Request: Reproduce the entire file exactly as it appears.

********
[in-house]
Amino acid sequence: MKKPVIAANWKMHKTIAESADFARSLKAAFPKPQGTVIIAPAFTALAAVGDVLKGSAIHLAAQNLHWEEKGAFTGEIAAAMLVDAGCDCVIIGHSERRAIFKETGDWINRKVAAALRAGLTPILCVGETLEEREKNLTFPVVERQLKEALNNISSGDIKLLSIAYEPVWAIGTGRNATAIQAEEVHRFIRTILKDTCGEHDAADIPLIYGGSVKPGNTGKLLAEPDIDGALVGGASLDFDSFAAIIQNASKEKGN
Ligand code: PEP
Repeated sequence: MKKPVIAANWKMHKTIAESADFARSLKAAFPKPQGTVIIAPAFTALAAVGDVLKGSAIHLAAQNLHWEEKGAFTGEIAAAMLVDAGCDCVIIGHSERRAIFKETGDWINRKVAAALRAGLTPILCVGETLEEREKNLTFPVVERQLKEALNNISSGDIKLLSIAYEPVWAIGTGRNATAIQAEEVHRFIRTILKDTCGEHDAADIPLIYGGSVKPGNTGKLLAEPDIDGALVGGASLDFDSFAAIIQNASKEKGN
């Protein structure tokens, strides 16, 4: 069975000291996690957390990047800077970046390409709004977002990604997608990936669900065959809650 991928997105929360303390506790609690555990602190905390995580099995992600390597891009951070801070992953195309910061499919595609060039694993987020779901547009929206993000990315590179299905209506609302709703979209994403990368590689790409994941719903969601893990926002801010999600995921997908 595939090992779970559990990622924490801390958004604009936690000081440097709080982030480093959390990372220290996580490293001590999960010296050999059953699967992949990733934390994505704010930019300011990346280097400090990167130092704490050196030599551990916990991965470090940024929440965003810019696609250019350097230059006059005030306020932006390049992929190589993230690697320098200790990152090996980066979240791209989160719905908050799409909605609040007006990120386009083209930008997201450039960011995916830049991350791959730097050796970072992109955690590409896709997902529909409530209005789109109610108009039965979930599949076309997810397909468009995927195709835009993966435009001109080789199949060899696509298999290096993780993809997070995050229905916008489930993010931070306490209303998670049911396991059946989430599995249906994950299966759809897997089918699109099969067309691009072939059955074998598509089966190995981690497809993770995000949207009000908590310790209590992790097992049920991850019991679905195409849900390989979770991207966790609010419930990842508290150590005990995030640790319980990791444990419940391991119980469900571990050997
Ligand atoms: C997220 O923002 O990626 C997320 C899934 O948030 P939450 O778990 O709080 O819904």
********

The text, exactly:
[in-house]
Amino acid sequence: MKKPVIAANWKMHKTIAESADFARSLKAAFPKPQGTVIIAPAFTALAAVGDVLKGSAIHLAAQNLHWEEKGAFTGEIAAAMLVDAGCDCVIIGHSERRAIFKETGDWINRKVAAALRAGLTPILCVGETLEEREKNLTFPVVERQLKEALNNISSGDIKLLSIAYEPVWAIGTGRNATAIQAEEVHRFIRTILKDTCGEHDAADIPLIYGGSVKPGNTGKLLAEPDIDGALVGGASLDFDSFAAIIQNASKEKGN
Ligand code: PEP
Repeated sequence: MKKPVIAANWKMHKTIAESADFARSLKAAFPKPQGTVIIAPAFTALAAVGDVLKGSAIHLAAQNLHWEEKGAFTGEIAAAMLVDAGCDCVIIGHSERRAIFKETGDWINRKVAAALRAGLTPILCVGETLEEREKNLTFPVVERQLKEALNNISSGDIKLLSIAYEPVWAIGTGRNATAIQAEEVHRFIRTILKDTCGEHDAADIPLIYGGSVKPGNTGKLLAEPDIDGALVGGASLDFDSFAAIIQNASKEKGN
């Protein structure tokens, strides 16, 4: 069975000291996690957390990047800077970046390409709004977002990604997608990936669900065959809650 991928997105929360303390506790609690555990602190905390995580099995992600390597891009951070801070992953195309910061499919595609060039694993987020779901547009929206993000990315590179299905209506609302709703979209994403990368590689790409994941719903969601893990926002801010999600995921997908 595939090992779970559990990622924490801390958004604009936690000081440097709080982030480093959390990372220290996580490293001590999960010296050999059953699967992949990733934390994505704010930019300011990346280097400090990167130092704490050196030599551990916990991965470090940024929440965003810019696609250019350097230059006059005030306020932006390049992929190589993230690697320098200790990152090996980066979240791209989160719905908050799409909605609040007006990120386009083209930008997201450039960011995916830049991350791959730097050796970072992109955690590409896709997902529909409530209005789109109610108009039965979930599949076309997810397909468009995927195709835009993966435009001109080789199949060899696509298999290096993780993809997070995050229905916008489930993010931070306490209303998670049911396991059946989430599995249906994950299966759809897997089918699109099969067309691009072939059955074998598509089966190995981690497809993770995000949207009000908590310790209590992790097992049920991850019991679905195409849900390989979770991207966790609010419930990842508290150590005990995030640790319980990791444990419940391991119980469900571990050997
Ligand atoms: C997220 O923002 O990626 C997320 C899934 O948030 P939450 O778990 O709080 O819904």